I'm reading this fascinating book called "This is Your Brain On Music." by Daniel Levitin. In his introduction, Dr. Levitin says some very profound things about the nature of sound. What I found particularly intriguing was his notion the scientists and artists are very much alike. They both engage in work that begins with a brainstorming or creative stage, followed by testing and refining in ways that involve the application of set procedures. Artists' studios and scientists' laboratories are also similar, with many projects on the go, using specialized tools and skills, and the final product is subject to interpretation. Both work in the pursuit of truth, but a truth is often contextual and changeable. Levitin posits that "today's truths become tomorrow's disproven hypotheses or forgotten objets d'art". He goes on to reference Piaget, Freud and Skinner as researchers whose theories have been overturned or re-evaluated and he talks about the goal of conveying "truth for now." This sounds similar to what I've been reading in my Instructional Design course, in particular, the information about situative and cognitive epistemologies of learning. Sounds like "eclectic constructivism" to me!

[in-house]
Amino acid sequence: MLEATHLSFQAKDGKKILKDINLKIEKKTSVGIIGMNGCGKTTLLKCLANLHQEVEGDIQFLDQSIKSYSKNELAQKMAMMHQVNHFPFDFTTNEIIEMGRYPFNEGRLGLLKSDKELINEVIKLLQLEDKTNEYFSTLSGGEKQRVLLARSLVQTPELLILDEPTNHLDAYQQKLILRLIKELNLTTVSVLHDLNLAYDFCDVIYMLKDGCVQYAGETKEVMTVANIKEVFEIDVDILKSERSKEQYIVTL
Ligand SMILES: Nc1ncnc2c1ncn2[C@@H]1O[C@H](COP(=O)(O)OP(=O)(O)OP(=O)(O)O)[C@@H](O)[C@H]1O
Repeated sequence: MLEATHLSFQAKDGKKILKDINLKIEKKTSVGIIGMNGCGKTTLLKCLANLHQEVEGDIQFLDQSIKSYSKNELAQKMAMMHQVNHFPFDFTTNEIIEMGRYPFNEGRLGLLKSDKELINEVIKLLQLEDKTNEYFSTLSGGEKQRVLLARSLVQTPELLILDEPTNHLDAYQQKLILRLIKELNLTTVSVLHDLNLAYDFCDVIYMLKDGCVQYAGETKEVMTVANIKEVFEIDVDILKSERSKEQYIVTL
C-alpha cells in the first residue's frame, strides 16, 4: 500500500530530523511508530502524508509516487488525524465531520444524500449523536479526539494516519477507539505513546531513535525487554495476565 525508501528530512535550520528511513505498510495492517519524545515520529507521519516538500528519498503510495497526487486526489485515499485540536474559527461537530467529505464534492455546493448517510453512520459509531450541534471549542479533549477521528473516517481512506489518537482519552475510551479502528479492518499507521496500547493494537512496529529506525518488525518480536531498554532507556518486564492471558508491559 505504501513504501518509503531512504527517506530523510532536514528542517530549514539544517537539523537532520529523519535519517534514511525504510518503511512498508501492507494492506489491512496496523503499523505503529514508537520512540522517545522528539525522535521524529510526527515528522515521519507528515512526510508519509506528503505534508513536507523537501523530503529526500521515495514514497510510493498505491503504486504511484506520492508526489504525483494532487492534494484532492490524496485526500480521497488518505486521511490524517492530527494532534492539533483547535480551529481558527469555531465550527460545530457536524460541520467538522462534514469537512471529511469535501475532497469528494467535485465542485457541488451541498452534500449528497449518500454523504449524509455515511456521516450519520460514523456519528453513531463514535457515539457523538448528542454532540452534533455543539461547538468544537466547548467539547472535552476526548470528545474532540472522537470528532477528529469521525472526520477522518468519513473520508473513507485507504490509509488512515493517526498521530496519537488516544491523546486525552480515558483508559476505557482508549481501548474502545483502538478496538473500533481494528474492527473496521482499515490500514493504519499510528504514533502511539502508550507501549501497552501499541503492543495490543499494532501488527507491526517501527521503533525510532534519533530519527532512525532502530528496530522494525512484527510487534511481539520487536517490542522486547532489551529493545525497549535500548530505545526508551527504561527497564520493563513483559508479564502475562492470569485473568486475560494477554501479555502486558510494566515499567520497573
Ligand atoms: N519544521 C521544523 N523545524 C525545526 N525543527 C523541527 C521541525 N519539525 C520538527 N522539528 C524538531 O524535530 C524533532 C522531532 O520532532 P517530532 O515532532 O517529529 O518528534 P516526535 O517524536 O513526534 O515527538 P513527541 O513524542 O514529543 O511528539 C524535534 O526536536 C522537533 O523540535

(Check out the book's website!)